Korean J Asthma Allergy Clin Immunol.  2009 Mar;29(1):46-52.

Serum Ghrelin Level is Associated with Severity of Bronchial Hyperresponsiveness

Abstract

BACKGROUND
The prevalences of both asthma and obesity have increased. One possibility of this increase is systemic changes in immune function in obese subjects. Several obesity-related hormones and cytokines have a proinflammatory effect on the airway, which may lead to bronchial hyperresponsiveness (BHR). OBJECTIVE: To determine whether 2 representative appetite-regulating hormones (leptin and ghrelin) are associated with BHR. METHOD: Thirty-nine non-smoker adults, who had cough or dyspnea, were enrolled in this study. Subjects were divided into 3 groups according to the level of methacholine PC20 (moderate to severe, <2 mg/mL; mild, 2< or =PC20<8 mg/mL; normal, > or =8 mg/mL). Subjects in each group were age, sex and body mass index. The serum levels of leptin and ghrelin were analyzed by enzyme immunoassay. RESULT: There were significant differences in the serum ghrelin level between 3 groups (P=0.036). The serum level of ghrelin was the lowest in the moderate to severe BHR group (4.7 ng/mL), followed by 6.1 in the mild BHR group and 18.6 in the normal BHR group. There were no significant differences in the serum leptin level between 3 groups (54.1 vs. 57.6 vs. 53.2 pg/mL; P=0.982).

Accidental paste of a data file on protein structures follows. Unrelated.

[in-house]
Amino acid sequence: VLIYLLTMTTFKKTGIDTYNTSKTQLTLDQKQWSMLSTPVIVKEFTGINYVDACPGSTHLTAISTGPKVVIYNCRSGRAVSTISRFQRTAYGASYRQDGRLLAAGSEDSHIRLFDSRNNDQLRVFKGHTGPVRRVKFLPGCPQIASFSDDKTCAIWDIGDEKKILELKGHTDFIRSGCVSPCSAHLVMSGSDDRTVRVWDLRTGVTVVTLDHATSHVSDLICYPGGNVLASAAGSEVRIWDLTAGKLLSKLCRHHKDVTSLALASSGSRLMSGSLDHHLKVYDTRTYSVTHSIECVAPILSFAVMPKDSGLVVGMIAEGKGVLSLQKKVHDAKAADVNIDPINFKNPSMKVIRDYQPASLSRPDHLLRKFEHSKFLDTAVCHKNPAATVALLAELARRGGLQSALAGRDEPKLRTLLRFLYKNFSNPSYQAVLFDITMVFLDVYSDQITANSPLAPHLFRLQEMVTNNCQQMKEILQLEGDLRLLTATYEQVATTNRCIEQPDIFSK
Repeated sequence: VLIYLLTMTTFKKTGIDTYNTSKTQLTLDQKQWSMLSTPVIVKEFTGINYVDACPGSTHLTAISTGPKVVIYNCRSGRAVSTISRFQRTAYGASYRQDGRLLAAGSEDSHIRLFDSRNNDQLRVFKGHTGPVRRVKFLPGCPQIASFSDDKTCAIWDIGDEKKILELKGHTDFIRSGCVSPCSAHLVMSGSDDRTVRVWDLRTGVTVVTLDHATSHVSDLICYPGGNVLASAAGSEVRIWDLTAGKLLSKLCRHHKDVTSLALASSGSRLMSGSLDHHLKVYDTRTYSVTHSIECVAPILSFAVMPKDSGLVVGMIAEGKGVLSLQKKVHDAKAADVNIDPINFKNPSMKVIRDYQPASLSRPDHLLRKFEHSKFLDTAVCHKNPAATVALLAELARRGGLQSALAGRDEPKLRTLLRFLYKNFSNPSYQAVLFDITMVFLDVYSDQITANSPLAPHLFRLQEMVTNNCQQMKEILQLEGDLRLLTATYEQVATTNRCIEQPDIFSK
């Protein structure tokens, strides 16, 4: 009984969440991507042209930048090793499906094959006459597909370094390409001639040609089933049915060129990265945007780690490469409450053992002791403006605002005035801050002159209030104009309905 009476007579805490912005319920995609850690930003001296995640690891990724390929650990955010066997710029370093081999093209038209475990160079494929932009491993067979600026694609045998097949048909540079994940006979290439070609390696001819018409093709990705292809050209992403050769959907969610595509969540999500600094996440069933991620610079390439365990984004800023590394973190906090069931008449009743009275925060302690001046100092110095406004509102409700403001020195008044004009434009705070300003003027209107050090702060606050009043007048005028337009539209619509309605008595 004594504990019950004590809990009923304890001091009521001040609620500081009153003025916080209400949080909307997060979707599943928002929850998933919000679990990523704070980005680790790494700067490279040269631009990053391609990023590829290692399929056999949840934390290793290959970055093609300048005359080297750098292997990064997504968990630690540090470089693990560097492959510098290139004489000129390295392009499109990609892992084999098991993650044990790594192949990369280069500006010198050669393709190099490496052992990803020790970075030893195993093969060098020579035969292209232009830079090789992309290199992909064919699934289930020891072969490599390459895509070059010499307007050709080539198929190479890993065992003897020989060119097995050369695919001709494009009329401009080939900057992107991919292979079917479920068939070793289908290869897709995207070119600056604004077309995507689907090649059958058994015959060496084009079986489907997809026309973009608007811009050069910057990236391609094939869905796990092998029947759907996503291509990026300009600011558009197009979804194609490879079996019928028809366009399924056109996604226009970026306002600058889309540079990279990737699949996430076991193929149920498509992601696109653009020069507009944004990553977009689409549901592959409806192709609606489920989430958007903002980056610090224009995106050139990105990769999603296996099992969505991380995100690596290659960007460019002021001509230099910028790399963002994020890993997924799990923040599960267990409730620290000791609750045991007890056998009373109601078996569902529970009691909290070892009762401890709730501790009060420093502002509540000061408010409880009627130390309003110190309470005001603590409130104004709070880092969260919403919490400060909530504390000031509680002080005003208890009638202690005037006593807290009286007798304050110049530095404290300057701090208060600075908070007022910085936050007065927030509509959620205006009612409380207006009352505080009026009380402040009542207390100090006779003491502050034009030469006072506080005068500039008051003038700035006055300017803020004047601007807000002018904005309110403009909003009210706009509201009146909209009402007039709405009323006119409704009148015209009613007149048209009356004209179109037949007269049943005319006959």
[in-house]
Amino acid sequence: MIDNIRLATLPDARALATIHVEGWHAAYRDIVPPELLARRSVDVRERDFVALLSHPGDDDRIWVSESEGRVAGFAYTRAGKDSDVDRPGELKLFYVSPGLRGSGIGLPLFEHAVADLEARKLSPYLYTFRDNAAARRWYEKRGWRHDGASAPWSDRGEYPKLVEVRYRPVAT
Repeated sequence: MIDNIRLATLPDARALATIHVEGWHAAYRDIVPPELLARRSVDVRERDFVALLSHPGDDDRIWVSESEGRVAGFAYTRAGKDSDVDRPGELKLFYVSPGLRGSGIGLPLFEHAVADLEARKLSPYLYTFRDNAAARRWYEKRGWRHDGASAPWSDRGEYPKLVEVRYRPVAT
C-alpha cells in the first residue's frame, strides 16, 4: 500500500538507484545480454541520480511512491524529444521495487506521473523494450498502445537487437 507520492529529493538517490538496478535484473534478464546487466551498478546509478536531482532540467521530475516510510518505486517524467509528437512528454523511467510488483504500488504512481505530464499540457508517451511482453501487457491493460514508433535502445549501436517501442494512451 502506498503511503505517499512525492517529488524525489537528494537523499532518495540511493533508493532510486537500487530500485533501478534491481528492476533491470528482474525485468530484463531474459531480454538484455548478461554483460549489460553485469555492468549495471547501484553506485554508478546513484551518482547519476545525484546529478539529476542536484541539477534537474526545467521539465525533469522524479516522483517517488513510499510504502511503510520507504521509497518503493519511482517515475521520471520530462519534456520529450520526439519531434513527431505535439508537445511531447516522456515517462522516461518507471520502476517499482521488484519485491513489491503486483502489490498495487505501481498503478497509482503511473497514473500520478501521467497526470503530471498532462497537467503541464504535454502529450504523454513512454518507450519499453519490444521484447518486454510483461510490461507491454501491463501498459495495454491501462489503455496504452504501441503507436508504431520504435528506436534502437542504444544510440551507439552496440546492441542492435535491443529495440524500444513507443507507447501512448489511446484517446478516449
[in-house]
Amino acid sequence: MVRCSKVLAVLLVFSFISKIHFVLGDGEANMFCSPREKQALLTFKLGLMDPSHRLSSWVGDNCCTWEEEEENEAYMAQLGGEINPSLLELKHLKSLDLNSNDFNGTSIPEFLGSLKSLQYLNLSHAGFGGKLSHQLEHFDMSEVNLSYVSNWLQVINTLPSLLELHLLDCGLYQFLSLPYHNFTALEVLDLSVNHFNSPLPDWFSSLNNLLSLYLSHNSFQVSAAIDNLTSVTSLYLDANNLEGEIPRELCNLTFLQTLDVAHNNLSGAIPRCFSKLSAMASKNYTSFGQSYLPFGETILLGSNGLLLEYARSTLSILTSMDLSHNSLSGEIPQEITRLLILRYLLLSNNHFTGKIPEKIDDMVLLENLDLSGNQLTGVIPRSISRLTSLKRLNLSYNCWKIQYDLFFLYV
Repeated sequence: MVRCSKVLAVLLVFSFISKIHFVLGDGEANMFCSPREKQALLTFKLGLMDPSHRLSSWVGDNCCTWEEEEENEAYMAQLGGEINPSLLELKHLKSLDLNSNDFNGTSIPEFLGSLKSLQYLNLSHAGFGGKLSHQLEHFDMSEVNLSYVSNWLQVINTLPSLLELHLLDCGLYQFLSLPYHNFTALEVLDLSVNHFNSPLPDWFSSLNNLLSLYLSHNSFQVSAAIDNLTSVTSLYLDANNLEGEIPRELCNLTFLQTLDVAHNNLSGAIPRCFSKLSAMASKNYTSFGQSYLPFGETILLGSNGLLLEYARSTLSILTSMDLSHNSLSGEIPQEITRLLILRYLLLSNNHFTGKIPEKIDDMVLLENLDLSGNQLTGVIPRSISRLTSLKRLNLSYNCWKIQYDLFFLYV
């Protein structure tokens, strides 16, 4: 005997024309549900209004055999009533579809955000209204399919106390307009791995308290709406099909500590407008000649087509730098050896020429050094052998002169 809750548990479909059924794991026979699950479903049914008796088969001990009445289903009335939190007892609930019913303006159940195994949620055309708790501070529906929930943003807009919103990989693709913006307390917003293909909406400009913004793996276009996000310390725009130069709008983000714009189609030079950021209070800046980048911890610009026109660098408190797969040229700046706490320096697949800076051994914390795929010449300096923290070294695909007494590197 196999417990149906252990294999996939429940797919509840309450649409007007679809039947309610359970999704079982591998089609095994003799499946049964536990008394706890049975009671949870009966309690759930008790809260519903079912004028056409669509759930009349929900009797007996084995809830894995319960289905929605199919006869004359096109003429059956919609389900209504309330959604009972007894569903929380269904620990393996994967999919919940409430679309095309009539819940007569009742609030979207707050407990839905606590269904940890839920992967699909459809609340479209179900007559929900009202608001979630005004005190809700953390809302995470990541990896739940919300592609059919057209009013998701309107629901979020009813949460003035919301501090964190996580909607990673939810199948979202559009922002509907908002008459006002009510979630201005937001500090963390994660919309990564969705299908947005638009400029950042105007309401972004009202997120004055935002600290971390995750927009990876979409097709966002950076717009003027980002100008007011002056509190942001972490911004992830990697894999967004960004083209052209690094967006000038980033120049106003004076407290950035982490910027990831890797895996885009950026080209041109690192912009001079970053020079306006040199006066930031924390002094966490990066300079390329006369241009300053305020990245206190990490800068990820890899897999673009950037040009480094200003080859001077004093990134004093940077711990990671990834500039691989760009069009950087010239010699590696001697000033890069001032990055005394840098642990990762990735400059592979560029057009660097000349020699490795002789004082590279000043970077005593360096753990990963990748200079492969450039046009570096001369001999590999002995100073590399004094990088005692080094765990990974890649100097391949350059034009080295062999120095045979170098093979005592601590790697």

CONCLUSION
Ghrelin may play an essential role in the prevention of BHR.

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